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Find video protocols related to scientific articles indexed in Pubmed.
Factors Affecting Circuit Life During Continuous Renal Replacement Therapy in Children With Liver Failure.
Ther Apher Dial
PUBLISHED: 03-13-2014
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Despite abnormal clotting, circuits clot during continuous renal replacement therapy (CRRT) in children with acute liver failure (ALF). We report our experience. All children with ALF needing CRRT were studied over 2 years. Patient and circuit factors associated with circuit use were evaluated. Thirty-one children in liver failure (median age 7.4 years) underwent CRRT, of which 17 (54.8%) died. A total of 98 filtration episodes were used. The smallest access catheter was 6.5?Fr, while the largest was 13.5?Fr. The most common filter used was HFO7 (63%). Mean duration (SD) of circuit use was 33.13(30.83) hours. Of the 98 filtration episodes, circuits blocked in 25, whereas the access catheter blocked in 25. Fifty-two circuits were changed electively for a variety of reasons. Prostacyclin was the anticoagulant in 62 filtration episodes. The remaining filtration episodes had either no anticoagulation or heparin. The mean (SD) "downtime" was 5.13 (9.15) hours. We found a significant association between fresh frozen plasma (FFP) use with circuit blockade. Neither the duration of CRRT nor the "downtime" influenced mortality. The CRRT circuits blocked in children despite deranged clotting in liver disease. Circuits are changed for a variety of reasons other than clotting. The use of FFP reduces circuit life.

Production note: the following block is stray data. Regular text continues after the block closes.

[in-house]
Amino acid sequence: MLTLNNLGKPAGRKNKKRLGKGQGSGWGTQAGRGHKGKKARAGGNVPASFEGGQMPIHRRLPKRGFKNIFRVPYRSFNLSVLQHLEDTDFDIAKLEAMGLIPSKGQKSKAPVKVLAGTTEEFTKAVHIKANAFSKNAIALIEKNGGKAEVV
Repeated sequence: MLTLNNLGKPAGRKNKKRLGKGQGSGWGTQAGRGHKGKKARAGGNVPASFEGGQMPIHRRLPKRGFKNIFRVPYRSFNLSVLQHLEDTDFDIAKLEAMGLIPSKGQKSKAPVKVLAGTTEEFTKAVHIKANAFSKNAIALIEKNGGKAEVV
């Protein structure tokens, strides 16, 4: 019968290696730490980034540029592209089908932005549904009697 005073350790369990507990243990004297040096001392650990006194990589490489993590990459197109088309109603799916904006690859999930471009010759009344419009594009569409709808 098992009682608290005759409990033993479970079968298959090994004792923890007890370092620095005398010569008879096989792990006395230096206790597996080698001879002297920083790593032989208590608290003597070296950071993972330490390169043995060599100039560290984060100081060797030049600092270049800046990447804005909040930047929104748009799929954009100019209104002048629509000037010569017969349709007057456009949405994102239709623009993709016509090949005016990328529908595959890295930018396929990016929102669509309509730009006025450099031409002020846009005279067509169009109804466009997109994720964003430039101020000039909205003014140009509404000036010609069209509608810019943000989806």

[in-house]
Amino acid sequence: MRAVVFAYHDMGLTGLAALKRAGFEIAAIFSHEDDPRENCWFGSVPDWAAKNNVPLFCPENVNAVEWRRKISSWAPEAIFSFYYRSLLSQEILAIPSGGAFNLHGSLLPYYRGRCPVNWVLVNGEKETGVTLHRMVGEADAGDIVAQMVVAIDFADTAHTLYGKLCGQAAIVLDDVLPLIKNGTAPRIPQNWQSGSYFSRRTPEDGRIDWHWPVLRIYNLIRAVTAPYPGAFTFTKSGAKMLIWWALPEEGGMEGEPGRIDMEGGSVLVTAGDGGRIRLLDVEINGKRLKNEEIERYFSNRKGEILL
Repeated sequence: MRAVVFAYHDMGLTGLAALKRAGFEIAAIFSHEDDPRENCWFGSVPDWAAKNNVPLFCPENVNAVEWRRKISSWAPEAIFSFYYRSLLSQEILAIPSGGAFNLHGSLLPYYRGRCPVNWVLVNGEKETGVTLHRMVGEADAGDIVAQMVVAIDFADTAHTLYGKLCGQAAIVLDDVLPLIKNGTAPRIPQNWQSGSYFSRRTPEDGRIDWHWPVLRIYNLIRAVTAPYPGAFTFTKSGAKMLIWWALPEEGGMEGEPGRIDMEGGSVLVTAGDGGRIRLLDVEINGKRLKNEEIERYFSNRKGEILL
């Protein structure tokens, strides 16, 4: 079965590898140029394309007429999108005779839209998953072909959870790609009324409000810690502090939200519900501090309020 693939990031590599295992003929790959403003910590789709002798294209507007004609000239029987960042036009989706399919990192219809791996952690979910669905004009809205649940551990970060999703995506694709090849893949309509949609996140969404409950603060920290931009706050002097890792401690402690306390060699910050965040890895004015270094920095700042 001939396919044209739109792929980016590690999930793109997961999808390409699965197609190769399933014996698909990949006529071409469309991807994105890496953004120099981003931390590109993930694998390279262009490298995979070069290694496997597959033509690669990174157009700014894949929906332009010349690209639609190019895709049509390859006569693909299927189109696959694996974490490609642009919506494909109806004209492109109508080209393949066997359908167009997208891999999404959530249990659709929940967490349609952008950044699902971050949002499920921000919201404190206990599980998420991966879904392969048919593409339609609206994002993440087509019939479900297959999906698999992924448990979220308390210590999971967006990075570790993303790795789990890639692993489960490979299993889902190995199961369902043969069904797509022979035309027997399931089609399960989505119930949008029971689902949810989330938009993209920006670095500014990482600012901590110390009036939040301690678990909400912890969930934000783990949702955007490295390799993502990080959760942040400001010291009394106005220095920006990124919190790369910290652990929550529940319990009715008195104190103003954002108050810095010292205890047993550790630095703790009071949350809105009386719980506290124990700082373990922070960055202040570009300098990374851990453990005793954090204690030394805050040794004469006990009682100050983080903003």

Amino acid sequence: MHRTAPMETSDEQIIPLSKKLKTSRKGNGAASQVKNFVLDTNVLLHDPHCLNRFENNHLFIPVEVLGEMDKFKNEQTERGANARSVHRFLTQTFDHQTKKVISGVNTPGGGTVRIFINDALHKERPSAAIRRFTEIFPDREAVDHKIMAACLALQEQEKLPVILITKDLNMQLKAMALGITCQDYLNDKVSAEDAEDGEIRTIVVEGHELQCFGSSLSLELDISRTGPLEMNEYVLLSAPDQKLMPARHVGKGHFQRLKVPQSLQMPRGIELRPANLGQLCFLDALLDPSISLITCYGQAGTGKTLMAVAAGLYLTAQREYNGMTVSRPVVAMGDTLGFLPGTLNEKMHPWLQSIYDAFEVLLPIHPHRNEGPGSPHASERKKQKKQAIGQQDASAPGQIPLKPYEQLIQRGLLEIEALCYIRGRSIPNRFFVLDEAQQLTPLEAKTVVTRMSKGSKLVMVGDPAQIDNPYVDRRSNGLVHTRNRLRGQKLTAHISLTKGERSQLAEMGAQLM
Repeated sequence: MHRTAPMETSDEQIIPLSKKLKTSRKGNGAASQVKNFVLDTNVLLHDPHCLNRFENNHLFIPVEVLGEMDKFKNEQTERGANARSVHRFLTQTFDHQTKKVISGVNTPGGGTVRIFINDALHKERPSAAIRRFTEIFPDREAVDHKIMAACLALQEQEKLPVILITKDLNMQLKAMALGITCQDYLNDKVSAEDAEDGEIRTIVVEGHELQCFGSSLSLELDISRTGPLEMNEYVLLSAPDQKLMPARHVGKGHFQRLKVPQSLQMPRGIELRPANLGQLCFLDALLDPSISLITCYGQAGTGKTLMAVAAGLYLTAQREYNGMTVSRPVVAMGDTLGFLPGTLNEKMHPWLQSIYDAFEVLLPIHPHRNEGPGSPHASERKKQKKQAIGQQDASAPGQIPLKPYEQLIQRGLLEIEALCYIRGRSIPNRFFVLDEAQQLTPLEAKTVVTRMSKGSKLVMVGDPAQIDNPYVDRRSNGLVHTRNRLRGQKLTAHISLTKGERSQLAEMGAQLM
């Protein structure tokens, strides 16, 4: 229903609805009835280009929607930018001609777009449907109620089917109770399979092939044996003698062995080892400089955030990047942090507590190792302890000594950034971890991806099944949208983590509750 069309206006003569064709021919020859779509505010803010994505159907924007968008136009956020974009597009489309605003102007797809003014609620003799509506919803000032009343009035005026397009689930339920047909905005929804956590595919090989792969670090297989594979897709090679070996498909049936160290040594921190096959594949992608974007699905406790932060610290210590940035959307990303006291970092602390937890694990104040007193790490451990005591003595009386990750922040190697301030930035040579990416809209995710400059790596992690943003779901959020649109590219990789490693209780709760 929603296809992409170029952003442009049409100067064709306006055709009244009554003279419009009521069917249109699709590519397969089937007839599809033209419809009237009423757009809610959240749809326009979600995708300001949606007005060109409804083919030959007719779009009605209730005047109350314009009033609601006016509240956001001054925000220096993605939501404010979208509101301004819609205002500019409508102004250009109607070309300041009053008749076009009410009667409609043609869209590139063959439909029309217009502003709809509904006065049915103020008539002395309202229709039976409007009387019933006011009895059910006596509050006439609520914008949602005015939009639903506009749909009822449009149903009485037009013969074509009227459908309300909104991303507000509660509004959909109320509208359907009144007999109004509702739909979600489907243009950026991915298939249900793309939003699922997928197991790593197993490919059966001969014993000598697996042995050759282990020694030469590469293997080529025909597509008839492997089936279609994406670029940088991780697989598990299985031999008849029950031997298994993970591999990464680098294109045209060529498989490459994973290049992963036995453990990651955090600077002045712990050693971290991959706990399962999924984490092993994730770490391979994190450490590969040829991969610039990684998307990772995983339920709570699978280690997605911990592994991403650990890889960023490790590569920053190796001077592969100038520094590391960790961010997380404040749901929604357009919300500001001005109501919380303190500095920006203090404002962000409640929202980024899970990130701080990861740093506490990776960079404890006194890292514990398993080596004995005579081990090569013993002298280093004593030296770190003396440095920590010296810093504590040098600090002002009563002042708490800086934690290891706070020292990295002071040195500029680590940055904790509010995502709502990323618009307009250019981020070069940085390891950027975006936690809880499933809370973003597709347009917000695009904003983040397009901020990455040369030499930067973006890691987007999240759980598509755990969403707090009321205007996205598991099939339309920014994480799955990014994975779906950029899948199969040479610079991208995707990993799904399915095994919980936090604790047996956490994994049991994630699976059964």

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Renal complications and therapy in the PICU: hypertension, CKD, AKI, and RRT.
Crit Care Clin
PUBLISHED: 03-30-2013
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This article provides the bedside clinician an overview of the unique renal complications that are seen commonly in the pediatric intensive care unit. These sections are purposely succinct to give a quick guide to the clinician for the care of these children. We have identified four major areas that should result in discussion and cooperative care between intensive care physicians and nephrologists for the care of these children: (1) hypertension, (2) chronic kidney failure, (3) acute kidney injury, and (4) renal replacement therapy.
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Benefits of transperitoneal approach to bilateral pretransplant laparoscopic nephrectomies in pediatric patients.
J Laparoendosc Adv Surg Tech A
PUBLISHED: 02-15-2013